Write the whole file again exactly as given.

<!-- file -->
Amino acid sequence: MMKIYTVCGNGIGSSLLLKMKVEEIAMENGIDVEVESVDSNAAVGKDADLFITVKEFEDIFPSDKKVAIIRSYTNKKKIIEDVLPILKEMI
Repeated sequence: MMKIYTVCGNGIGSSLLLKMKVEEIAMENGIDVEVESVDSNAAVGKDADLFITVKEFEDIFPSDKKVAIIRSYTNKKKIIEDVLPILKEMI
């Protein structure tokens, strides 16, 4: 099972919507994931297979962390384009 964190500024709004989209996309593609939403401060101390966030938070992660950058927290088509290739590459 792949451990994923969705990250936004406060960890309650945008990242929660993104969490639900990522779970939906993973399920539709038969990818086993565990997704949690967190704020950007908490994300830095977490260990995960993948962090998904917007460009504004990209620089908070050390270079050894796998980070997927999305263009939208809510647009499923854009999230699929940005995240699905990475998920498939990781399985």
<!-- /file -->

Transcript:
Amino acid sequence: MMKIYTVCGNGIGSSLLLKMKVEEIAMENGIDVEVESVDSNAAVGKDADLFITVKEFEDIFPSDKKVAIIRSYTNKKKIIEDVLPILKEMI
Repeated sequence: MMKIYTVCGNGIGSSLLLKMKVEEIAMENGIDVEVESVDSNAAVGKDADLFITVKEFEDIFPSDKKVAIIRSYTNKKKIIEDVLPILKEMI
């Protein structure tokens, strides 16, 4: 099972919507994931297979962390384009 964190500024709004989209996309593609939403401060101390966030938070992660950058927290088509290739590459 792949451990994923969705990250936004406060960890309650945008990242929660993104969490639900990522779970939906993973399920539709038969990818086993565990997704949690967190704020950007908490994300830095977490260990995960993948962090998904917007460009504004990209620089908070050390270079050894796998980070997927999305263009939208809510647009499923854009999230699929940005995240699905990475998920498939990781399985």